Tuesday, 20 December 2016
Hoopla and the Haul
Every September the Free Verse Poetry Fair rolls into town, or the Connaught Hall and environs, to regale its devotees with a day of book browsing and poem listening. It is an essential date on the calendar for all poetry aficionados within reach of the capital. Publishers, mainly small press, but also some of the largest, come from far and wide to sell their wares, and showcase their poets in a series of talks and readings that run all day. It is a marathon of poetic indulgence, time to catch up with friends, make new friends and revel in the well-ordered word; a full on versification, indeed.
My haul this year included the following books and pamphlets: from Seren’s three for two offer I selected Katrina Naomi’s The Way the Crocodile Taught me; from Eyewear, and at half price, no less, publisher Todd Swift’s Madness and Love in Maida Vale; from Happenstance, Paul Stephenson’s The Days After Paris; and from New Directions and famille Horovitz, Adam’s A Thousand Laurie Lees (The History Press), and Michael’s Midsummer Morning Jog Log.
As I work my way through them, some short notes and praise –
Katrina Naomi focuses on family, especially her relationship with her grandmother, mother and step-father. This is her second book and, as well as well-made sonnetish lyrics, she gives us the inventive Step-Father Graph poem, and a moving eulogy to her mother, Mantra, which is afforded its own final section in the book. She’s not one to shy away from violence and the Krays (Concrete Overcoat), or the sexy. I was taken by the crocodile with whom she swims ‘belly to belly’ in the title poem, and the almost Ballardian idea of pressing one’s body against an aeroplane wing in The Woman Who Married The Berlin Wall. Chapeau.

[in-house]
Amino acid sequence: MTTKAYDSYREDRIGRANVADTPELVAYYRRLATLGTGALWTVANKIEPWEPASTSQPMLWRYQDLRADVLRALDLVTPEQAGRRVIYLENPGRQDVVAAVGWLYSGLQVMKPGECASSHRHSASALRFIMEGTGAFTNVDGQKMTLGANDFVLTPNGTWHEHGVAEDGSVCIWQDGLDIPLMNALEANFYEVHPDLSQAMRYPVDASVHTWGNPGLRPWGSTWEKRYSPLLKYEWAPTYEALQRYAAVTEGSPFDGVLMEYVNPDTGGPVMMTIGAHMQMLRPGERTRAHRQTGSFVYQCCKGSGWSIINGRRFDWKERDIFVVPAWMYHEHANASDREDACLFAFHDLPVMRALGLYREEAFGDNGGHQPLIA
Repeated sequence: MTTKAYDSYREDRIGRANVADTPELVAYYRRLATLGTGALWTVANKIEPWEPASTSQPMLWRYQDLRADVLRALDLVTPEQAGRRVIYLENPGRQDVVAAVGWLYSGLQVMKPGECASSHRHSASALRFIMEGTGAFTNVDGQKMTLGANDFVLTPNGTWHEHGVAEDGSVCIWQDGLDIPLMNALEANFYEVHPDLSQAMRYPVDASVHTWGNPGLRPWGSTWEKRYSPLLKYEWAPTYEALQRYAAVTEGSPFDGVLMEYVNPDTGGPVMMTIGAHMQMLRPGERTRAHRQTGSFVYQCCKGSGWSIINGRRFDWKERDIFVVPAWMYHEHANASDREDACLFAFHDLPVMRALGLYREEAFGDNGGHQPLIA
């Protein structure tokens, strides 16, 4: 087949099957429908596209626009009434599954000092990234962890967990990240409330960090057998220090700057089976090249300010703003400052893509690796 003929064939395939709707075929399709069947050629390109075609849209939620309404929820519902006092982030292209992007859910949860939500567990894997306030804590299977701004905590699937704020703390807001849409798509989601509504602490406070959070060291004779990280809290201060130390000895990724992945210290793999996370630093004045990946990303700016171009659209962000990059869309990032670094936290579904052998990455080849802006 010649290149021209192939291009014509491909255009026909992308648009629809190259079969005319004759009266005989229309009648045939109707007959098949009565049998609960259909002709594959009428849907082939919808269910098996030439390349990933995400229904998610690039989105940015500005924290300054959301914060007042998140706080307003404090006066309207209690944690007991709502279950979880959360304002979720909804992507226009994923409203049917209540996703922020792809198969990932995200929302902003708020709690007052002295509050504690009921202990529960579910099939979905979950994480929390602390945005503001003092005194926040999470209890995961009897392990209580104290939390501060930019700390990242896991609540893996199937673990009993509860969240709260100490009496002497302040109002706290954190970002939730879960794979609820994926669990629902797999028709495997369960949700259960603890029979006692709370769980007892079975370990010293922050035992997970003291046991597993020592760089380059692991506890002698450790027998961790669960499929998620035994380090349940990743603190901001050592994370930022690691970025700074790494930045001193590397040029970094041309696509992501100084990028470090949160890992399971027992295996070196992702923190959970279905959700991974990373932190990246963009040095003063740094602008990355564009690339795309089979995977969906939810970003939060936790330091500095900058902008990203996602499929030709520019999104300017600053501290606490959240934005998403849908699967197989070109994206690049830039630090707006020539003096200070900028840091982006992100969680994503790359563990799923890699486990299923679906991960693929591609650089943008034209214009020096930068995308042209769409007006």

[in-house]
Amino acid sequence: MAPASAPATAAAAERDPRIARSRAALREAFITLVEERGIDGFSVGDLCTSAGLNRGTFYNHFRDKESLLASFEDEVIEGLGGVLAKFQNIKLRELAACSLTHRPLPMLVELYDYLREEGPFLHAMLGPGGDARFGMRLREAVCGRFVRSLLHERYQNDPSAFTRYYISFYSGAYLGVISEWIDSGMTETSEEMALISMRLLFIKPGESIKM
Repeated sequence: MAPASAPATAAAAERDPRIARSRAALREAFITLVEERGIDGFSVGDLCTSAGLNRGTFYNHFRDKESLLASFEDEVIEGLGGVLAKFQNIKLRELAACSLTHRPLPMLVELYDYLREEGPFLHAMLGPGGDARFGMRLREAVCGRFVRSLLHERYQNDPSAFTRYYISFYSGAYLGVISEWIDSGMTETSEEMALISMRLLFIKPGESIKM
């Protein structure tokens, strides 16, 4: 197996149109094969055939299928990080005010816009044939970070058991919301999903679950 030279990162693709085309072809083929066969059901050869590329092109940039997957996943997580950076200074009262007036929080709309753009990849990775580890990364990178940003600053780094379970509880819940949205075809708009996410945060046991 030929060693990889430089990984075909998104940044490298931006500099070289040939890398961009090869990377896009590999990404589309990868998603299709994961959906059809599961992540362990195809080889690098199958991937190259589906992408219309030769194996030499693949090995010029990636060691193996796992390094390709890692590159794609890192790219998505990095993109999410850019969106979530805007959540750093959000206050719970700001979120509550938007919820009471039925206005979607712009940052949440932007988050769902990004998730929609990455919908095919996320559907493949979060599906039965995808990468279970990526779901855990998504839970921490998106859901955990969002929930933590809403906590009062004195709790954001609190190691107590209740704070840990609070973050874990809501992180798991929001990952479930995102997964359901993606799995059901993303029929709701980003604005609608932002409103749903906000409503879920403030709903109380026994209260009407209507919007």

Todd Swift celebrated his 50th birthday this year. That’s hard to believe for someone so full of energy for writing and publishing. In this, his livre d’anniversaire, there are appreciations from friends and colleagues, along with 21 new poems. As author of a whole collection on the subject of tattoos, my ears always prick up when I see another such poem. Todd’s mini-series of Poems On Unoriginal Themes includes one on tattoo laser removal (‘I took my skin back to/ Being a baby, more or less. Spotless,/ Milky not a cast of sin.’), and others on twins and ghosts. I hope there are more of these to come another time on, say, the moon, shards, rainbows, mermaids, walking down the rue whatever, and other contemporary clichéd subject matter (mea culpa). There is much both serious and playful to enjoy here, along with Todd’s careful use of rhyme. His ability to use meter or not, and cast poems as they need to be, whether tightly packed, as in Great Malvern, or lose and disjointed, as in On the Growing Darkness in My Mind, depending on the subject matter, is well displayed. Similarly his invention is wide, such as in Christ, Swimming, where Jesus is breast stokes against the cross, and The Shit Show, which says what is says on the tin. There are well handled poems of love in its many forms too. Felicitations.
In the immediate aftermath of the Paris attacks last November, Paul Stephenson focused his attention on the City of Light. His pamphlet gives a sense of the changes that took place on the streets and in the hearts of Parisians coming to terms with atrocity. There is a sense of rawness and immediacy. These are not poems of tranquil reflection and this makes the odd slip and clunk forgivable for all that. Bravo.